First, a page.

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JB Reed, JE Kalns, K Batey, R Lane, J Jumper; DNA Damage but not Caspase-3 Activation or Cellular Proliferation is Associated with Retinal Laser Injury . Invest. Ophthalmol. Vis. Sci. 2002;43(13):4526.
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© ARVO (1962-2015); The Authors (2016-present)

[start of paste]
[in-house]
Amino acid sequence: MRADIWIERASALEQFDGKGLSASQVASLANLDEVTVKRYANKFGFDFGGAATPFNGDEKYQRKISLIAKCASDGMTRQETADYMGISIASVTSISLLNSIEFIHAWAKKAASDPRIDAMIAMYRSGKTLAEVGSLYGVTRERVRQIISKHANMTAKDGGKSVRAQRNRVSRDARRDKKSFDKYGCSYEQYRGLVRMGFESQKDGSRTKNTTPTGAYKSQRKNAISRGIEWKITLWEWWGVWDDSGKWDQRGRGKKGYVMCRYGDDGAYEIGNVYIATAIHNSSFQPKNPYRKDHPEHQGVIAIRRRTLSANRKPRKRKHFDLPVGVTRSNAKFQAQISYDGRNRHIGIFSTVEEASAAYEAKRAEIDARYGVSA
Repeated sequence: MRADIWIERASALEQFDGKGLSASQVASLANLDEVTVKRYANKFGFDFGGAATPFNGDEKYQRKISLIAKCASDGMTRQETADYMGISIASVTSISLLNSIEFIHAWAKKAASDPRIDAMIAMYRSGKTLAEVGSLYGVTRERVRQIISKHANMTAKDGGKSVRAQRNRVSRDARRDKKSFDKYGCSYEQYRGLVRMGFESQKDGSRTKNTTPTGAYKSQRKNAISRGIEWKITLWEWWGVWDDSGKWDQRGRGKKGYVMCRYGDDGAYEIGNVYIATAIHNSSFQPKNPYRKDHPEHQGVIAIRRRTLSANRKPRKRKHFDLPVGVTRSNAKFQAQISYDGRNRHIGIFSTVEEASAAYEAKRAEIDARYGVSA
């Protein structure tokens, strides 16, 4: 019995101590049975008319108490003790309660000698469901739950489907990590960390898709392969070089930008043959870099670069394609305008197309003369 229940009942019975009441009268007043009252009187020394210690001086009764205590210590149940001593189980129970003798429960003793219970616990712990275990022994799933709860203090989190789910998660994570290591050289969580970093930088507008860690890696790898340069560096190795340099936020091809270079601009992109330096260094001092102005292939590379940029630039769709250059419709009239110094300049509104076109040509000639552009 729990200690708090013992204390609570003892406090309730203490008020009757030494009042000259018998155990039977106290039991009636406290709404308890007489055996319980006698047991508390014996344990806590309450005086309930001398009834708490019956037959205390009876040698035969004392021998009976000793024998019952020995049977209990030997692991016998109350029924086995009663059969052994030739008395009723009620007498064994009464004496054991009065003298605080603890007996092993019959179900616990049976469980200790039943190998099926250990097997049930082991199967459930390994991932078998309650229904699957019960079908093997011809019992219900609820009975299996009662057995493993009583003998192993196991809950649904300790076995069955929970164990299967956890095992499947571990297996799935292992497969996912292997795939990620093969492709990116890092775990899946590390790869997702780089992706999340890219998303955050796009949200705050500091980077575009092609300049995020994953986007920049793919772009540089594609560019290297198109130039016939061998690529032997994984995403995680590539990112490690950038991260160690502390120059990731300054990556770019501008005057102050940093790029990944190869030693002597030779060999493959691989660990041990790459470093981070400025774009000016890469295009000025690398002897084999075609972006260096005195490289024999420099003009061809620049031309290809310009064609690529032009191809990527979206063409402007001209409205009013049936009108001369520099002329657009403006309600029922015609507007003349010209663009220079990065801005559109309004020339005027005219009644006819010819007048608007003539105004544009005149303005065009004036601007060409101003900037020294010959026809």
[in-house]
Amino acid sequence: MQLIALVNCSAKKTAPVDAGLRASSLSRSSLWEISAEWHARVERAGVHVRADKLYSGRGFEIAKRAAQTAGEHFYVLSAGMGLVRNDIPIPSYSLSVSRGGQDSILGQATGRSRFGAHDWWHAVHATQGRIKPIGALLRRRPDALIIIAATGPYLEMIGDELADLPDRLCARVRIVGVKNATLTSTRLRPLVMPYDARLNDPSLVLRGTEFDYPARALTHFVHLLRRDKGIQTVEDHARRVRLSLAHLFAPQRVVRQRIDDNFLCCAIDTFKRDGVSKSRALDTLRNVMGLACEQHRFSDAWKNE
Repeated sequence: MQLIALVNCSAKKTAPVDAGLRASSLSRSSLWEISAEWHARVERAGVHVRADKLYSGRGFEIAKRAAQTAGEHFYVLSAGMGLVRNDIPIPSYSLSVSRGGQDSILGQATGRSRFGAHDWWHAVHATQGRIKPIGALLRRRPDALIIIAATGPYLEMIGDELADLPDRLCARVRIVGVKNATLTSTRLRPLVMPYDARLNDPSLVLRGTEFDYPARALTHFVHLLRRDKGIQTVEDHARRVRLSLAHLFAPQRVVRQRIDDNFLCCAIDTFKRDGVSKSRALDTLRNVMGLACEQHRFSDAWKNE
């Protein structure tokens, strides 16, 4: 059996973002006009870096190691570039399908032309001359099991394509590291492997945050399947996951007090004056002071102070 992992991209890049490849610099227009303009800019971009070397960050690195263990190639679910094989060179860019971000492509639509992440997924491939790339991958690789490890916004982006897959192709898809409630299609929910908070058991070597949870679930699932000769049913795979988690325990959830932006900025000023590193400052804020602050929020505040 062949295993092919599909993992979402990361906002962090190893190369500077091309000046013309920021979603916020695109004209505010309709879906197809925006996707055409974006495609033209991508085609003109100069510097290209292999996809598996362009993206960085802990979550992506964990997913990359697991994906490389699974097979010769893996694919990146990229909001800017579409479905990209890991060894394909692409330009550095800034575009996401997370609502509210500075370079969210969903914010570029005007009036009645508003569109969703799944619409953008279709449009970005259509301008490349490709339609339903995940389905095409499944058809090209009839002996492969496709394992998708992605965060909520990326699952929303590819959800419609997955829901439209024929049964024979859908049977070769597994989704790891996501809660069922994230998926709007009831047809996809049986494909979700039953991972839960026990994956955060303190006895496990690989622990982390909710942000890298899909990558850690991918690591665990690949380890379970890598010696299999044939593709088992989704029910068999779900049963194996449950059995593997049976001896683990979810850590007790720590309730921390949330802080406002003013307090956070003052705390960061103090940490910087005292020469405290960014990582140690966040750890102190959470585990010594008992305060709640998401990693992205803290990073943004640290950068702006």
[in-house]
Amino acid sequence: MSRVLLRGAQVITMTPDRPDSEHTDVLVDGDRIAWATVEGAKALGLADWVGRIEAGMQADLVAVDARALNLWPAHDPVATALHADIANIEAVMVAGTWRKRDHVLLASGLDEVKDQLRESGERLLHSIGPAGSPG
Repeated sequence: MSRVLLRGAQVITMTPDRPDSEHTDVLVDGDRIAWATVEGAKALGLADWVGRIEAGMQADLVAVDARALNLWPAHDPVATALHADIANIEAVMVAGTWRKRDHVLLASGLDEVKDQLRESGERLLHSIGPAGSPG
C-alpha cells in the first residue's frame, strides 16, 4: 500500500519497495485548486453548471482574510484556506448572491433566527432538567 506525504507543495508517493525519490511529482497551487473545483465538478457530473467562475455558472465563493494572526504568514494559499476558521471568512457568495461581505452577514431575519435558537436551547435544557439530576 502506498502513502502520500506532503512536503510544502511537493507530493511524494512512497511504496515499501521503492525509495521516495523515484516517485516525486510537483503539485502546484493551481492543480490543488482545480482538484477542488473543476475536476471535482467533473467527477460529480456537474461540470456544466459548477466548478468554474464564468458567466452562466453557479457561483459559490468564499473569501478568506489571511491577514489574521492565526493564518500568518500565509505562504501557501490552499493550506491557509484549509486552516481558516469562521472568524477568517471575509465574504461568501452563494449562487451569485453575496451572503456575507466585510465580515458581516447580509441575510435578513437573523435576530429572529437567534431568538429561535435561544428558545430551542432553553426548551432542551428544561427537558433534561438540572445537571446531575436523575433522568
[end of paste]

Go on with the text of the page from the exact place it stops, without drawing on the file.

Purpose: To study the biochemical effects of retinal laser injury in areas remote from direct laser exposure. Methods: 4-7 week old Sus scrofa pigs received retinal diode laser burns at varying time intervals between 0 and 24 hours using a precise time-to-fixation technique. Areas of timed retinal laser lesions were identified histologically and immunocytochemical staining for caspase-3, proliferating cell nuclear antigen (PCNA) and the Kenlow fragment of DNA polymerase was performed. Results: By 24 hours after laser injury, DNA damage is abundant in the outer retinal layers and decreases as a function of distance from the lesion center. The absence of activated caspase-3 positive cells and apoptotic morphology suggests that cellular necrosis predominates in the first 24 hours after laser injury. Similarly, there was no evidence of early cellular proliferation. Conclusion: Early in the course of a retinal laser lesion in the porcine model, DNA damage is present without evidence of apoptosis or retinal remodeling.
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